Alien Technology Or A Hydrogen Iceberg? A Mysterious Interstellar Object Continues To Intrigue Scientists
Alien Technology Or A Hydrogen Iceberg? A Mysterious Interstellar Object Continues To Intrigue Scientists
Alien Technology Or A Hydrogen Iceberg? A Mysterious Interstellar Object Continues To Intrigue Scientists
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Alien Technology Or A Hydrogen Iceberg? A Mysterious Interstellar Object Continues To Intrigue Scientists

While research in the past has suggested that Oumuamua, this strange visitor from another solar system, may have been made of hydrogen ice, a recent study has negated this theory. It seems that the search for extraterrestrial technology is back on.

This is the first object that has been identified as originating from outside our Solar System. Oumuamua is an interstellar object that was first spotted back in 2017 when it was 30 million kilometres away from our planet. Although it was first classified as an asteroid, closer observations have shown that its long, slender shape is accelerating the speed at which it is travelling, almost as if something is ‘pushing' it, but scientists still don’t know what or why. As a result, it is thought to be somewhere between an asteroid and a comet but doesn't really seem to fit into either category.

For some specialists, this acceleration is likely due to a natural phenomenon. They believe solid hydrogen was ‘blasting’ invisibly off the interstellar object’s surface which was causing it to speed up. However, a recent article published in The Astrophysical Journal Letters on 17th August refutes this hypothesis. As a result, another, even more, the incredible theory has been proposed. Oumuamua is now said to have possibly been propelled by an extraterrestrial machine.

Made of hydrogen?

When Oumuamua passed through our solar system, it was found to have an amazing property, as astrophysicist Darryl Seligman, author of the solid hydrogen hypothesis, told Live Science:

‘Its journey and the fact that it was accelerated suggested Oumuamua […] was a comet. And yet, there was no ‘coma' or outgassing detected coming from the object. Normally, comets come from regions more distant from the sun than asteroids, and ice on their surface turns straight into gas as they approach the sun, leaving behind a trail of gas, or what we see as a beautiful comet tail.’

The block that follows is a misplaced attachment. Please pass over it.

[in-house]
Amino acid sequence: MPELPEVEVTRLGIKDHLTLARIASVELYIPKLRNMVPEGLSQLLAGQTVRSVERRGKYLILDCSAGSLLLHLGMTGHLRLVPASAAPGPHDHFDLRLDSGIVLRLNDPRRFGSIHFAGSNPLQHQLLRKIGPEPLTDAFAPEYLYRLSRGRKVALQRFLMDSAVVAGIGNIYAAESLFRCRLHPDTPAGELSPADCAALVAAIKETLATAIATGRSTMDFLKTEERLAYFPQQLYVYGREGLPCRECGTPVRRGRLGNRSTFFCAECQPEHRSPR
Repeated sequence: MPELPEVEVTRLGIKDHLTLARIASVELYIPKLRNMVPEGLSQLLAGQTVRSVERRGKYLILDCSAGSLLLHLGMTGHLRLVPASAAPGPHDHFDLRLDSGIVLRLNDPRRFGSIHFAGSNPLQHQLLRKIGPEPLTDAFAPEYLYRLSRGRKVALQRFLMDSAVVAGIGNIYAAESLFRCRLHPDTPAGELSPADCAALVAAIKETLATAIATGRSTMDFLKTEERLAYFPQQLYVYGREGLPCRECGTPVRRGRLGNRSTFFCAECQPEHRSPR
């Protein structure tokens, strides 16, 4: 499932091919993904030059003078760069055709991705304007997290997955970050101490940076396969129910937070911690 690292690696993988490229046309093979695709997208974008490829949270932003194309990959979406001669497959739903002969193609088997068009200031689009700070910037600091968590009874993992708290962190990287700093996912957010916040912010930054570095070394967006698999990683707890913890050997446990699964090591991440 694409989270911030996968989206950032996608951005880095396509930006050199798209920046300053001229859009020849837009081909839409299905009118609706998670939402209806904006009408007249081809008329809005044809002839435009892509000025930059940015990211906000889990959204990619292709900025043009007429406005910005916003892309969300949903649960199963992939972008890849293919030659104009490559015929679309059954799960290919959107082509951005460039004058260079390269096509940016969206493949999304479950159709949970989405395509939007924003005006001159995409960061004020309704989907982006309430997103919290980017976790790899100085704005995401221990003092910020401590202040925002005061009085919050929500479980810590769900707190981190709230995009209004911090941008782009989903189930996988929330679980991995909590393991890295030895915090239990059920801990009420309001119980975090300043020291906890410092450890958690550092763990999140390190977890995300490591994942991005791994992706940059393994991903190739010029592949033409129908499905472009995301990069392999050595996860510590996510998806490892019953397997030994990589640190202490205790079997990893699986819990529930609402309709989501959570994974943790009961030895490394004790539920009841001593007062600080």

In order explain this, his team published an article in June suggesting that this interstellar visitor could be some sort of ‘space iceberg’, a comet-like object made up partly or entirely of molecular hydrogen - lightweight molecules composed of two hydrogen atoms (H2). This outgassing hydrogen would not be visible from Earth as it would not leave a visible comet tail behind it.

Hoist the sails

However, the researchers behind this recent study analysed the conditions that objects made of molecular hydrogen would be subjected to on their journey to our solar system… And they seem to believe that there is no comet that could survive such conditions and such a rough journey for so many years.

‘Hydrogen icebergs don’t live that long in the galaxy,’ they conclude.

Therefore, the theory that this object was expelled by an unknown life form is still a possibility. One of the study’s authors, Abraham Loeb, an astronomy professor at Harvard University in the United States, even believes that this is one of the most convincing explanations we have and he has also defended this idea in a previous study that was published in 2018.

Some experts believe that Oumuamua could have been sent by extraterrestrials with the help of an artificial solar sail (see the video at the top of the article) which is a device that uses radiation pressure emitted by stars or sunlight to move it. If this was the case, it could be ‘a fully operational probe sent intentionally to Earth vicinity by an alien civilisation,’ wrote the authors. However, this scenario is considered rather ‘exotic’.

The Search for Extra-Terrestrial Intelligence (SETI) even went as far as to wiretap the object in hopes of picking up a signal confirming that Oumuamua was indeed sent by aliens. However, this wiretap turned out to be unsuccessful, and so for now, Oumuamua is still shrouded in mystery.

By Lindsay Wilson

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